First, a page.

Tips for averting uncomfortable situations

Ensure your legs, shoulders, and arms are covered (especially for women).

Preferably, at least one male member should be part of the group.

If possible, don't walk outside alone especially after sunset, or in back alleys where there are not many tourists.

  •  Unwritten Rules for Taking Photos

The general rule is that photography of police stations, military installations, or sensitive areas is not allowed. However, in Morocco, it's better to be aware of the hidden rules given below to avoid paying extra unnecessarily, and more importantly, to avoid ruining your cheerful mood. 

Don't photograph any person without permission. Some locals may get angry and some may even charge for this, especially in the markets (souks).

Sometimes, you may need to climb up a building to get a better picture. Negotiate in advance with the owner of the house or shop and fix the price if they require a commission.

Some mosques are open to tourists, but it's a best practice to ask if photography is permitted before taking pictures.

Don't photograph policemen or women with covered faces to avoid trouble.

Carry a small amount of cash, as you may need it sometimes.

  • Don't Attract Thieves

Theft is not a problem in Morocco, but in bigger cities, it sometimes happens.


Dress simply and avoid jewelry. Generally, jewelry, especially eye-catching pieces, should be avoided, as it draws attention.

Keep your valuables, especially your passport and cash, in your inner pocket, or where you can keep a constant watch on it. Or you can keep them in the safe at your hotel. Some hotels have safes in the rooms or at the reception desk. Or you can even leave it locked in your suitcase, with your room locked.

Be vigilant, particularly at night, in the medinas of Marrakesh, Casablanca, and Tangier, which have a bad reputation for petty theft, or sometimes even serious stabbing incidents. Stay focused on your belongings, as a thief may clean out your pockets when you are distracted.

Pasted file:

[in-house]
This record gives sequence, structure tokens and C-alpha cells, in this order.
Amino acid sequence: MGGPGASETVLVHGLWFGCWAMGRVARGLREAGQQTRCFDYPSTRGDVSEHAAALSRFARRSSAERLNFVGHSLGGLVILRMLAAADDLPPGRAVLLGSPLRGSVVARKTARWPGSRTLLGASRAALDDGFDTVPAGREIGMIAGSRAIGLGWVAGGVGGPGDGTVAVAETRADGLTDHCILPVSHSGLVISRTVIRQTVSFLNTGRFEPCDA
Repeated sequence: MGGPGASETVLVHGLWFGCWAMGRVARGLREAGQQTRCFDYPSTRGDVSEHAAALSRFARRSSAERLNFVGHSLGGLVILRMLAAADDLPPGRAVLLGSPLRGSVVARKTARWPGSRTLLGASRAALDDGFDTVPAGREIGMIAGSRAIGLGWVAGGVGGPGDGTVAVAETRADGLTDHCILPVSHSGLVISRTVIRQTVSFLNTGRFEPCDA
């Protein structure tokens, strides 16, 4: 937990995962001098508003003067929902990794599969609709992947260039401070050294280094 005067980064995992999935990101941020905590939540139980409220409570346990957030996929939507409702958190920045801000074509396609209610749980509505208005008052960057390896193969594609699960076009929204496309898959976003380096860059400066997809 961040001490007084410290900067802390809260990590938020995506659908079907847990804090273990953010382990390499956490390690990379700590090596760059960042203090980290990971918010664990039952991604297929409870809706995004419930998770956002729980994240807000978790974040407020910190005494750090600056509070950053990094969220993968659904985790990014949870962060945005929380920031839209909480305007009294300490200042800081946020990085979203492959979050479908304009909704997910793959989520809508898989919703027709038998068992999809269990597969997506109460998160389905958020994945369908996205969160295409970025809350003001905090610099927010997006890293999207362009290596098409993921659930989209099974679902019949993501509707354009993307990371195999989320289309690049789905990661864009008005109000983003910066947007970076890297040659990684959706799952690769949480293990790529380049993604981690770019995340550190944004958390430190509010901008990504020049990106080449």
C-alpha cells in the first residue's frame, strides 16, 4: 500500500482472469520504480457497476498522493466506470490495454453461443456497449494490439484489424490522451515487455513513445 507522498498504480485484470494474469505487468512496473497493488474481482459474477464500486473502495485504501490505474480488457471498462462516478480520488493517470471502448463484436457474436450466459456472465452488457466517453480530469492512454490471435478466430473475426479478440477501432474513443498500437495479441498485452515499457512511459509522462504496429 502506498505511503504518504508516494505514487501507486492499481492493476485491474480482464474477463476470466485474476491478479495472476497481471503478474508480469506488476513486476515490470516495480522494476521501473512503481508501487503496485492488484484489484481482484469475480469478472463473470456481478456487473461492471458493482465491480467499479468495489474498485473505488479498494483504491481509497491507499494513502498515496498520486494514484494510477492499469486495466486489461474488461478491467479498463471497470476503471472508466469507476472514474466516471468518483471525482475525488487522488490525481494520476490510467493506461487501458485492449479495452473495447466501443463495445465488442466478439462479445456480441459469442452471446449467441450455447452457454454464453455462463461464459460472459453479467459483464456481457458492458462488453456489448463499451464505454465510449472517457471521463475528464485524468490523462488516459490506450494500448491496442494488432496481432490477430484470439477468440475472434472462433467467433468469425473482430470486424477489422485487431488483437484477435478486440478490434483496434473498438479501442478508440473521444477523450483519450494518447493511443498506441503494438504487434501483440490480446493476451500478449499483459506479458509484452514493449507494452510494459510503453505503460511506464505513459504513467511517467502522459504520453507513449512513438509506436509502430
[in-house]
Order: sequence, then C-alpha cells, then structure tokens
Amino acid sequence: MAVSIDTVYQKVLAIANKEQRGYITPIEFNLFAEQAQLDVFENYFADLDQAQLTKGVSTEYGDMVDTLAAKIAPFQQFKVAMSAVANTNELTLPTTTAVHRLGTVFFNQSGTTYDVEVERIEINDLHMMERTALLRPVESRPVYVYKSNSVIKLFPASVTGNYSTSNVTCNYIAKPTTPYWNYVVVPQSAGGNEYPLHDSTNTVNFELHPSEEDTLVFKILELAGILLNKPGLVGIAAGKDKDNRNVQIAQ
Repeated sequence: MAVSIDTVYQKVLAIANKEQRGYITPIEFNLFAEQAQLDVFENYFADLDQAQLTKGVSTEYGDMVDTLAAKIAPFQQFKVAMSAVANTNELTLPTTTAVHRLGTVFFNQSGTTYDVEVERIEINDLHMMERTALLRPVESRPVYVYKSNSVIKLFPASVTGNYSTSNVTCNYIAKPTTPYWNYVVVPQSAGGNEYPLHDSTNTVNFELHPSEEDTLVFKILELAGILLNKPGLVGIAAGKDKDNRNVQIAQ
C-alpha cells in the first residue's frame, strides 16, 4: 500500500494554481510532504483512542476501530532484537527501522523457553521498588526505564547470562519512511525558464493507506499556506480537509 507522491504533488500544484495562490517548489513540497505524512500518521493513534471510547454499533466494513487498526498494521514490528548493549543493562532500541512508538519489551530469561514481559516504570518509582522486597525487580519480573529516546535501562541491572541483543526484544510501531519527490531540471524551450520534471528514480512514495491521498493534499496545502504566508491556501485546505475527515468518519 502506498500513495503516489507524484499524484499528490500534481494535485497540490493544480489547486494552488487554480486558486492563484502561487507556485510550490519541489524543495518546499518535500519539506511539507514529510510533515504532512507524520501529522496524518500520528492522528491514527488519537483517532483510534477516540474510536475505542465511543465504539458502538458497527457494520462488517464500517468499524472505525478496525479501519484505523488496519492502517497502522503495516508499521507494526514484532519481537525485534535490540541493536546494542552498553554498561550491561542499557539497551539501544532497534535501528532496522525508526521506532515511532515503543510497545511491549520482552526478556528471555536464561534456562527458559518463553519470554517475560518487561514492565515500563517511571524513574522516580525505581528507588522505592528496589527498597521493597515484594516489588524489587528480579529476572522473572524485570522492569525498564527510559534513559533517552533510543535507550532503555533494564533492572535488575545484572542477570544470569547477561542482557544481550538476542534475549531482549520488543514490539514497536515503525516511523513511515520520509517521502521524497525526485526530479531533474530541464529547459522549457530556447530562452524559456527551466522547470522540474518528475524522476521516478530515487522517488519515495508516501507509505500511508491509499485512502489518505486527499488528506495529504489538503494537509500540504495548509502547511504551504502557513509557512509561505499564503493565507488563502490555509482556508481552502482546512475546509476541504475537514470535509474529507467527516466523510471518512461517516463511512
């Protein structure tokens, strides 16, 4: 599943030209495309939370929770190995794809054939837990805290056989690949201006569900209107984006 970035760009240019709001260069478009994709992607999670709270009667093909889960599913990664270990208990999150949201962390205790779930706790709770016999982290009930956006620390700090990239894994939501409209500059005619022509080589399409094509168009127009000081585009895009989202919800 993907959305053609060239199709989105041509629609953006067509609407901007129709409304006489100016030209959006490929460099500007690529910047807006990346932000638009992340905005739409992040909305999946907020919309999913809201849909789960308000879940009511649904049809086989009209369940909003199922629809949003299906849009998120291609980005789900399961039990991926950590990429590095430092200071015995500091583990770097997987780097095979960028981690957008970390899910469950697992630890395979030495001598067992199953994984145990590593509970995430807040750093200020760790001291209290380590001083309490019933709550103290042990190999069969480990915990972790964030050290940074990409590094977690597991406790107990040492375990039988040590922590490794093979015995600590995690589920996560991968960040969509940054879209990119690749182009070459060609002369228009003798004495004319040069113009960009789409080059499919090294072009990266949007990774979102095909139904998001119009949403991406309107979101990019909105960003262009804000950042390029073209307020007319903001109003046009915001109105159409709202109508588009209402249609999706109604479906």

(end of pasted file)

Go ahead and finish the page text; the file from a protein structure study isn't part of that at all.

• Don't Let Your Guard Down Around Drugs

Chefchaouen is a hot spot for marijuana, and you may find that some locals smoke kif (marijuana) themselves. However, buying, selling, or smoking kif or hashish is illegal in Morocco.


You may encounter people, especially in Chefchaouen, who may offer to sell you kif. Be firm and refuse politely.

If you are hell-bent on trying some, be sure not to do it in public and be extremely careful about whom you buy it from, which can actually be very difficult for a tourist. If you are caught, a fine or a prison sentence are both possible.

  • Taxi Drivers Can Be Unreasonable

The taxi drivers in Morocco are not reliable all the time.

They may drop you in the middle of the journey and ask you to change to another vehicle that will take you to your destination, as they have some sort of a partnership.

They will charge you extremely high prices for whatever excuse.


Confirm the destination and cost before you jump into a taxi.

Wear dark sunglasses to avoid eye contact in case you lose your cool while haggling.

Carry a small amount of cash (local currency) in case the driver has no cash for change. You can exchange money at the airport and ask them to give you some small currencies.

Is There an Easier Way?

Morocco is a wonderful place to travel, and the above-mentioned points may not normally affect your good memories of the place, as most people in Morocco are nice and friendly.

However, if you do not want to spend extra energy being alert all the time, feel free to contact us. Global Highlights offers private tours with private guides and drivers who will serve only you and ensure your comfort. In addition to customizing your trip for you, they will also keep you safe from frauds, traps, and messes.